1. Don't have an EEG right before a first date, job interview, or wedding.
  2. Don't spend time or money fixing your hair before an EEG.  And if you have long hair, you'll want to just put it in a ponytail for the rest of the day.
  3. Washing hair--especially long hair--in the sink is never going to be a quick and easy process.
  4. If you're going to wash your hair in the sink, take off all your jewelry first and put it in a safe place, far away from the sink.  This way, you only have to deal with the aggravation of the hair-washing itself, not the aggravation of looking for lost items.
  5. Maybe a better triumph than finding lost earrings is to not lose them to begin with.  

Sunday, June 9, 2019

Person First, Spouse/Parent Second

We have a new-to-us professor for one of our summer classes.  He wanted to learn more about us, so on the first day of class, he had each of us stand up in front of the classroom and answer questions from our classmates for 60 seconds.  I wondered what questions I'd be subjected to, and hoped none of them would be too awful.  The first question I was asked wasn't awful, exactly, but it was interesting:  "What was your maiden name?"

My classmate looked startled when I told her I'd kept my name when I got married.  Then the next couple questions I got (from another classmate) were about Scott.

I'm not expecting my classmates or anyone else to show interest in any specific areas of my life.  But since I personally believe there is much more to my life than my marriage, I found it telling that that was the area at least two people found the most interesting.

This incident made me think back on a t-shirt I saw in the window of a bridal shop some time ago.  The slogan on the t-shirt was "Pour me some bubbly, I'm getting a hubby."  That slogan made me cringe at the time for reasons I couldn't fully articulate at the time.  But I realize now that what I find so distasteful about it is that it's treating marriage like an achievement.  To be clear, I think that happy marriages are a wonderful thing and that weddings can be celebrated as a joyous occasion.  But treating them like an achievement brings to mind images of people training for some sort endurance event and carrying spears to hunt a spouse and bring him/her home as a trophy.  I also feel that the "marriage as an achievement" burden falls particularly heavily on women--no matter what else you do with your life, nothing quite lives up to getting your M.R.S.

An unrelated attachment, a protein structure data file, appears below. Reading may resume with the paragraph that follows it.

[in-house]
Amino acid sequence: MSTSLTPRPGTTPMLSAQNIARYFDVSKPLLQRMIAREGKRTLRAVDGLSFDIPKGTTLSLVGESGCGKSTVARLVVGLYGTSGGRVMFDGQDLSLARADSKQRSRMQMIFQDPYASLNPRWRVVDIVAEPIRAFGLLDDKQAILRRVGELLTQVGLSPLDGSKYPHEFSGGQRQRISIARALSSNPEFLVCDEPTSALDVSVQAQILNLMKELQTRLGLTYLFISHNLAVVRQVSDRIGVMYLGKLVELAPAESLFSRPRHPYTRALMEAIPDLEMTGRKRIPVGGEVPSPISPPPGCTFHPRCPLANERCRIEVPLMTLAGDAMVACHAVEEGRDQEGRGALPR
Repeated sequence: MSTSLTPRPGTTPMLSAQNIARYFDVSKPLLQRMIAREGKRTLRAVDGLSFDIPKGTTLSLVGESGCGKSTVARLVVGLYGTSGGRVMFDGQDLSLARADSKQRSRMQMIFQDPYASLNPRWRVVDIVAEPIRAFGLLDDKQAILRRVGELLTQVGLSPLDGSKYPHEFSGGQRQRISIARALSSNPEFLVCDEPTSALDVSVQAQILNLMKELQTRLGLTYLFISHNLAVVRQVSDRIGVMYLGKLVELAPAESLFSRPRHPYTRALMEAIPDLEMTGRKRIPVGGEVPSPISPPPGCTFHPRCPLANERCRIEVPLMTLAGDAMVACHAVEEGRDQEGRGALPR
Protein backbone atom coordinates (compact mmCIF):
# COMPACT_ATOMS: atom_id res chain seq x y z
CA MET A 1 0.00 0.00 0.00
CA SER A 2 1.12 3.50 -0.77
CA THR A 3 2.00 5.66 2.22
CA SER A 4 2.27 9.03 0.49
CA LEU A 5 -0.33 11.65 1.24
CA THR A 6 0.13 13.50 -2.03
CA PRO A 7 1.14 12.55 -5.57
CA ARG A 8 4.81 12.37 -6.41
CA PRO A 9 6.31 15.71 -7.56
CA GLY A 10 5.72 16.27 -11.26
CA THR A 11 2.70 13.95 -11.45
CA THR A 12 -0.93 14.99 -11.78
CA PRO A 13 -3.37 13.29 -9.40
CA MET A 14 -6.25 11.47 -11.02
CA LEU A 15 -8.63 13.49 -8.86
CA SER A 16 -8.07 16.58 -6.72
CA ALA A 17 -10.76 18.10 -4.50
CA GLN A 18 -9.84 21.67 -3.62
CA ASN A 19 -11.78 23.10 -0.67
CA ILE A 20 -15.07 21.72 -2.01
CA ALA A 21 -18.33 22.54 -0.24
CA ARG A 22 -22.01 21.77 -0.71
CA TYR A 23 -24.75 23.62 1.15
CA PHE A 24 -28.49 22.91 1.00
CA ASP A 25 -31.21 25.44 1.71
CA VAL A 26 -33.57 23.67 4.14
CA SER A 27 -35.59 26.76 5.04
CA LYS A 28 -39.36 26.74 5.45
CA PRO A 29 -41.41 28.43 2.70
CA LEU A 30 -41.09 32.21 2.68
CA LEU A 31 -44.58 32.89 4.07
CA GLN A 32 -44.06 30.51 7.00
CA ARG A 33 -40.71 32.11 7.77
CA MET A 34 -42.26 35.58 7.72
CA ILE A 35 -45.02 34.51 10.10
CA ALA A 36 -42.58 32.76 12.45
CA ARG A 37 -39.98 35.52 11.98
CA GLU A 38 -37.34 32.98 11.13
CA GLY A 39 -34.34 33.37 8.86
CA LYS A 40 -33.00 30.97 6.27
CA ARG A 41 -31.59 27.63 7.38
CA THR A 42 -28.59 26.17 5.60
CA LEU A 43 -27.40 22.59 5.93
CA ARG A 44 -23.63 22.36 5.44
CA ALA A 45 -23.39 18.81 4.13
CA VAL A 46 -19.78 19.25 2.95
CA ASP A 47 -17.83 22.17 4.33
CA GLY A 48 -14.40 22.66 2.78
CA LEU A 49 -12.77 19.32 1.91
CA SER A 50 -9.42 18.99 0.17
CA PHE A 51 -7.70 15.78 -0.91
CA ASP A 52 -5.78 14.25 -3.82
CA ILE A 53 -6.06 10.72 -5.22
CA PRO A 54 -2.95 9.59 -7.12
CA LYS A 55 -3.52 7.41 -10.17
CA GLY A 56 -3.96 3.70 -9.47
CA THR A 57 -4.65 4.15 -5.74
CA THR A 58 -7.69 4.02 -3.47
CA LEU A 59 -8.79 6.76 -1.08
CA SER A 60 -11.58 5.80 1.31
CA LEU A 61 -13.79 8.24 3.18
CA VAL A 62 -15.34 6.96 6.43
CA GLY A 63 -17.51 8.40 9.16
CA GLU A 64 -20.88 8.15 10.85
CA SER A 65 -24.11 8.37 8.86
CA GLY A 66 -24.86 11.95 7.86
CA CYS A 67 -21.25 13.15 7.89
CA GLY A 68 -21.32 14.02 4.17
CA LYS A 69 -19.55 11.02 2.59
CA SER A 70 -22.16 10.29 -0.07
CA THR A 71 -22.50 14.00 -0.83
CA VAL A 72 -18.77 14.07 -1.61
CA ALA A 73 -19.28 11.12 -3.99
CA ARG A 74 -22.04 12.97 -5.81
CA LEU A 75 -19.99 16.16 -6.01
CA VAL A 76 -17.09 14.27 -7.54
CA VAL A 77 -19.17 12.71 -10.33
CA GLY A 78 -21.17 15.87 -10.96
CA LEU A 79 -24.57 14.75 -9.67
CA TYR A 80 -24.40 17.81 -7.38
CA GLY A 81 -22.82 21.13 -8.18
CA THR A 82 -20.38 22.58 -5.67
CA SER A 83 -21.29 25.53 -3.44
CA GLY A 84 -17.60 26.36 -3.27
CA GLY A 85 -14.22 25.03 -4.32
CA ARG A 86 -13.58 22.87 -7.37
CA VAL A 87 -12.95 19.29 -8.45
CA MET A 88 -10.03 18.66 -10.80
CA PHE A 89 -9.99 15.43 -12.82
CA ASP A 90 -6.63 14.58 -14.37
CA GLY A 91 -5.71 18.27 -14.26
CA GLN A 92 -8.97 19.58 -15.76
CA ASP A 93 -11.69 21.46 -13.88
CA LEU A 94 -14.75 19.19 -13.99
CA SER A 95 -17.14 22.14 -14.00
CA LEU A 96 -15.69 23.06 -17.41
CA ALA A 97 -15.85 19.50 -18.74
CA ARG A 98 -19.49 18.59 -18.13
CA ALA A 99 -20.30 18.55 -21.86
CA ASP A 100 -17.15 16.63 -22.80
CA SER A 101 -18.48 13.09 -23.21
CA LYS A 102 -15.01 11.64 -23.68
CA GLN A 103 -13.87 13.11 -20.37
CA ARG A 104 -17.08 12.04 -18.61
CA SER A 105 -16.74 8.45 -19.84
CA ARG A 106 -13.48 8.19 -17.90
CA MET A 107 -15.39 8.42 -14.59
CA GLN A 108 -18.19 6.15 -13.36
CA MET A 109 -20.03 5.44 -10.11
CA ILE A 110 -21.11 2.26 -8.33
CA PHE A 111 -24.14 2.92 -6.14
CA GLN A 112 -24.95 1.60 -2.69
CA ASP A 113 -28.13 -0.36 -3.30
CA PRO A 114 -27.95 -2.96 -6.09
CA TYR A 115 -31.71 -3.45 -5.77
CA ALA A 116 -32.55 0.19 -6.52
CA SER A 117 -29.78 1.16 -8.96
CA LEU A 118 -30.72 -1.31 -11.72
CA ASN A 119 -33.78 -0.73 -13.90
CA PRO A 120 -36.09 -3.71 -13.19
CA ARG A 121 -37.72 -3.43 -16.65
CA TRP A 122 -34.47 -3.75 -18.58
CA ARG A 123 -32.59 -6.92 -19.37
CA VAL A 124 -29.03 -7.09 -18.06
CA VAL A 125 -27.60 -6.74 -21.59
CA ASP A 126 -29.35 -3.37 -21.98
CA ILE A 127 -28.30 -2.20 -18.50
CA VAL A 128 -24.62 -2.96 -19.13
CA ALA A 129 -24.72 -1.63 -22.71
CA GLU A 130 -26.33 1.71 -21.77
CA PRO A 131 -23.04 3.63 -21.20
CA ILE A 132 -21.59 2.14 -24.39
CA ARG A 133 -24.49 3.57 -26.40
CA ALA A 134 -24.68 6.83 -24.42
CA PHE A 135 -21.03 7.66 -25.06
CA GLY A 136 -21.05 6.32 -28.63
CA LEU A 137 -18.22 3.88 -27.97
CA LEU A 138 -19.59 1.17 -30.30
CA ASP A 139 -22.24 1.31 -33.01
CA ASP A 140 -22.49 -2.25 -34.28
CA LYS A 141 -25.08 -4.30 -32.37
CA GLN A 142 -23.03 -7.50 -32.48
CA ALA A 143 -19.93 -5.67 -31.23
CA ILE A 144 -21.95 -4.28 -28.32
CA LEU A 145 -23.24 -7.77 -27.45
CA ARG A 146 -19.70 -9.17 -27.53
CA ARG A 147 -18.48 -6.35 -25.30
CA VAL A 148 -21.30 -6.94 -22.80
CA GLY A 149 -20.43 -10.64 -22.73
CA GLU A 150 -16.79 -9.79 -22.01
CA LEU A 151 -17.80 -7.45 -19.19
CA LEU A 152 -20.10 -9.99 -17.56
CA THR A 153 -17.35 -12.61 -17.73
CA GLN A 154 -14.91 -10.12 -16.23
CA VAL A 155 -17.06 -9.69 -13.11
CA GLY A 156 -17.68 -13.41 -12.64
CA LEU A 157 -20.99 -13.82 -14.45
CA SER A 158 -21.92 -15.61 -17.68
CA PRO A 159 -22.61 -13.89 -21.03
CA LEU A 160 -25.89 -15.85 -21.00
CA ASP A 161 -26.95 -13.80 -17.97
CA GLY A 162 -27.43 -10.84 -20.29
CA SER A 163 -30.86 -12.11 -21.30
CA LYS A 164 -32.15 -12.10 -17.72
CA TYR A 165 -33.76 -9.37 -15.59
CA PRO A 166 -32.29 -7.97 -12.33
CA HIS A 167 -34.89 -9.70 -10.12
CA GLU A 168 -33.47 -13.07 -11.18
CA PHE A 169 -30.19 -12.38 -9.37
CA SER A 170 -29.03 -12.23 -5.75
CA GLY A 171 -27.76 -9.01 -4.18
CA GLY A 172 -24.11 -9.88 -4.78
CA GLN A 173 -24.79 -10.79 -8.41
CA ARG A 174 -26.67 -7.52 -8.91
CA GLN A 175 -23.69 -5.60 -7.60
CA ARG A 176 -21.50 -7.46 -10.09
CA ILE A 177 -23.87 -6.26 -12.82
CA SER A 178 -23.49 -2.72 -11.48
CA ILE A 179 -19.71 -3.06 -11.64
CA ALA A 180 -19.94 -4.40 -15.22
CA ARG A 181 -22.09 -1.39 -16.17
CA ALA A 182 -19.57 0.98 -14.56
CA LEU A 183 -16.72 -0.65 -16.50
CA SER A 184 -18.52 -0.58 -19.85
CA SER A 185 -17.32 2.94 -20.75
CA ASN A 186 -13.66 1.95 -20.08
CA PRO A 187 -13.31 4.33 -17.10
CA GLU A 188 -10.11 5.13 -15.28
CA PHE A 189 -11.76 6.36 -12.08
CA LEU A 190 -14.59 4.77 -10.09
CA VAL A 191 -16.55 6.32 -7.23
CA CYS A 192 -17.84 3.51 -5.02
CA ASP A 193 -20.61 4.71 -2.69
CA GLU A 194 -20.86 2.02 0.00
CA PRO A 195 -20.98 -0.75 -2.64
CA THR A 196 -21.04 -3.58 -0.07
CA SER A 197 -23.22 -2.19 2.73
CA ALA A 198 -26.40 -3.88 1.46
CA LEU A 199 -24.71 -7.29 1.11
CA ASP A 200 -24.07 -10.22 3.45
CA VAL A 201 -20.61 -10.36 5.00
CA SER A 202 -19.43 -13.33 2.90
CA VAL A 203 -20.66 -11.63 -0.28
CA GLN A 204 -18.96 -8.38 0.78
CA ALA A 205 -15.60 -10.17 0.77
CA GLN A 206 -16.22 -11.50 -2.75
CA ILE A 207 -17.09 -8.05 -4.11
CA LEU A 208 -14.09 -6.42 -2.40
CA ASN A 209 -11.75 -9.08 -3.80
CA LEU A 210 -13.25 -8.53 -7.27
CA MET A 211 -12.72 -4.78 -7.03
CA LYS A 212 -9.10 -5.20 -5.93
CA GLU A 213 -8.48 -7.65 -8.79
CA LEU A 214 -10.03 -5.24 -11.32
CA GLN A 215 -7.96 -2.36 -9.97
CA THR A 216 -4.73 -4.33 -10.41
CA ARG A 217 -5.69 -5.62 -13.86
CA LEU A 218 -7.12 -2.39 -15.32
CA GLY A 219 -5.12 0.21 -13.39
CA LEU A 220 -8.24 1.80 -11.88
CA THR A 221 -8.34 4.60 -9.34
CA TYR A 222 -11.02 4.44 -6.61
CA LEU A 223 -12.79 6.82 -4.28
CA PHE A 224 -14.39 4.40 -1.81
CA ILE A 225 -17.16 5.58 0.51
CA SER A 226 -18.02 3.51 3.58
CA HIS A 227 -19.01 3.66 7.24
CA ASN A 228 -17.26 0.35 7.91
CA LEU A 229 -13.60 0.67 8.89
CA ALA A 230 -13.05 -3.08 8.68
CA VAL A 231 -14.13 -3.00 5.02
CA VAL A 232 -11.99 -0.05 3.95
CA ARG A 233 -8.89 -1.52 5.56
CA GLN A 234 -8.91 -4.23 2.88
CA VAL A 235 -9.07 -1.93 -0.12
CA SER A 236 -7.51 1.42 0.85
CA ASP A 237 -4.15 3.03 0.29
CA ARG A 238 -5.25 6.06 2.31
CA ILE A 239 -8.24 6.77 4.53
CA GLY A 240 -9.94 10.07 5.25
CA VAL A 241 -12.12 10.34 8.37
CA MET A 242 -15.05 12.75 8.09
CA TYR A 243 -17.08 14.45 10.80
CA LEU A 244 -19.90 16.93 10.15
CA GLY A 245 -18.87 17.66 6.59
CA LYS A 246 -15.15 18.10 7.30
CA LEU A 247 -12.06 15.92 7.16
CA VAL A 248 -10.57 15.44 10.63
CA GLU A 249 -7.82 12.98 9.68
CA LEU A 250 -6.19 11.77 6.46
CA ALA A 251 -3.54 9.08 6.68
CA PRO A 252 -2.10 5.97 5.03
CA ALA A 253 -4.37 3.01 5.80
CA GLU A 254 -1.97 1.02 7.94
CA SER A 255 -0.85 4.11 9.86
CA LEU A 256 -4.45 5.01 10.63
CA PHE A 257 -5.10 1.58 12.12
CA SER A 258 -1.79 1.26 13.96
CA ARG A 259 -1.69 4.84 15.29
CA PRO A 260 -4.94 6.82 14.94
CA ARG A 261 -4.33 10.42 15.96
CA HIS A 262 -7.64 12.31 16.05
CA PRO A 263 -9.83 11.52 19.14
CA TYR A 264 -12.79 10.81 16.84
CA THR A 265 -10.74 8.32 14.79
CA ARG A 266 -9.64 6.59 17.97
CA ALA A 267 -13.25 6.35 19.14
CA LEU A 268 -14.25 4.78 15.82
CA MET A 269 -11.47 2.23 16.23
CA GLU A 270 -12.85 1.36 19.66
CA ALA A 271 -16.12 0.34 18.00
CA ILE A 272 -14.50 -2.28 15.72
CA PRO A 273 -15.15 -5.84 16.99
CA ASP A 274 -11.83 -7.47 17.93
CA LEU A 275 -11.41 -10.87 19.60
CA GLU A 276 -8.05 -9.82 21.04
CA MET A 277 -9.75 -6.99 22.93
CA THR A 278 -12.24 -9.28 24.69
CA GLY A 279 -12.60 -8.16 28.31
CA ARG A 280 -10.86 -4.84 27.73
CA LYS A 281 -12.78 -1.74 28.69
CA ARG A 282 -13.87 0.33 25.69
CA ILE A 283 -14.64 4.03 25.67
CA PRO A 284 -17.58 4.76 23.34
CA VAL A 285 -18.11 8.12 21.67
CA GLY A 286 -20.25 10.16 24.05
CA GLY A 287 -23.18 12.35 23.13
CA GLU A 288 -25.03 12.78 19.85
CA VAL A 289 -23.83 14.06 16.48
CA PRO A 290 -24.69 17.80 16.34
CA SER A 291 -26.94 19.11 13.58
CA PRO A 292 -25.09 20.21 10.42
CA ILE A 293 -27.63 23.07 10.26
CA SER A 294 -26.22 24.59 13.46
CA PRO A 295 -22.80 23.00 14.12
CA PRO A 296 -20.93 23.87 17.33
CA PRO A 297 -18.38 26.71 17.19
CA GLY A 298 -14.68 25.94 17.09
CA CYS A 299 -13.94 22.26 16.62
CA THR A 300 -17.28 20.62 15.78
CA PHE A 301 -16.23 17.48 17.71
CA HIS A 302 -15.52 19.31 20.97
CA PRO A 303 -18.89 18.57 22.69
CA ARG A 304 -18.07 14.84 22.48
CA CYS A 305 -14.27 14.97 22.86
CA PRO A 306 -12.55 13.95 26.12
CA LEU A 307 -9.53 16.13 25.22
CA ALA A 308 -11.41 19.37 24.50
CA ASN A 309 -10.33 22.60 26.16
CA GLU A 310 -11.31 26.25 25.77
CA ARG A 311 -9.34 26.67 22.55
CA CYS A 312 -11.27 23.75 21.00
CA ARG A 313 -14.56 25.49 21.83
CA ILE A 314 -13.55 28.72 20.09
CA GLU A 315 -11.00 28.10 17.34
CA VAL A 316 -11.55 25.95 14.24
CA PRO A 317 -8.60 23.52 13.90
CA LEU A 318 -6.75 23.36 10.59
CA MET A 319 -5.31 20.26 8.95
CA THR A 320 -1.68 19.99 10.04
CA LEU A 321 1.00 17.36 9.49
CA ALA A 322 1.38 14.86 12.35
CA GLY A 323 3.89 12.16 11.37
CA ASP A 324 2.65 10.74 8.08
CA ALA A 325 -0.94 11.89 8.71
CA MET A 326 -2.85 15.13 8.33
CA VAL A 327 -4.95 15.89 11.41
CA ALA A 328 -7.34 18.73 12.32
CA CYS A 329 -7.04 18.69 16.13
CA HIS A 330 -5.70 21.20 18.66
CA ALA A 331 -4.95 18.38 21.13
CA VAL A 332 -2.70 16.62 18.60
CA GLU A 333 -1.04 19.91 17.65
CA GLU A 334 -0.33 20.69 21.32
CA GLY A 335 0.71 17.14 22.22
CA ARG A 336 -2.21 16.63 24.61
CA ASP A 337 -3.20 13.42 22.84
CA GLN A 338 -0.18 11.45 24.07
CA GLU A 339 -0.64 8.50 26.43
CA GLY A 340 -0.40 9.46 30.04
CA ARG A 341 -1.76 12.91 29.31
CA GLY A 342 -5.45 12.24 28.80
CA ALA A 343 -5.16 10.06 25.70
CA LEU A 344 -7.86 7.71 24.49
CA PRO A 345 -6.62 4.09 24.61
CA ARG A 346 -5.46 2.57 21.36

Parenthood is similarly treated as an achievement.  Just like with marriage, I feel that this burden falls particularly heavily on women.  Also, like with marriage, I believe that becoming a parent is an occasion to be celebrated, but I really can't view conceiving a child as an achievement.  Being a good parent is an achievement, but that is a process rather than a single event (and unfortunately, much rarer than conceiving a child).

With both marriage and parenthood, there is a lot of luck and timing involved.  Luck and timing are just that--luck and timing.  They may be joyous occasions, but they are not achievements.  Treating them as such implies that people who don't get married or don't have children are lacking in ambition or talent.

I've come up with some t-shirt slogans of my own to replace that cringe-worthy "Pour me some bubbly, I'm getting a hubby."  I think they may be particularly useful for women, whose true achievements that they have worked for often fly under the radar.  But men may feel more pressure by these cultural ideas than I realize, so I've created ones that should work for everyone:

Start a commotion, I got a promotion.
More champagne for me, I got my degree.
Bask in my glory, I published a story.

Scott came up with an additional one:
It's no longer a prob, cuz I got a job.

The more milestones to celebrate, the merrier.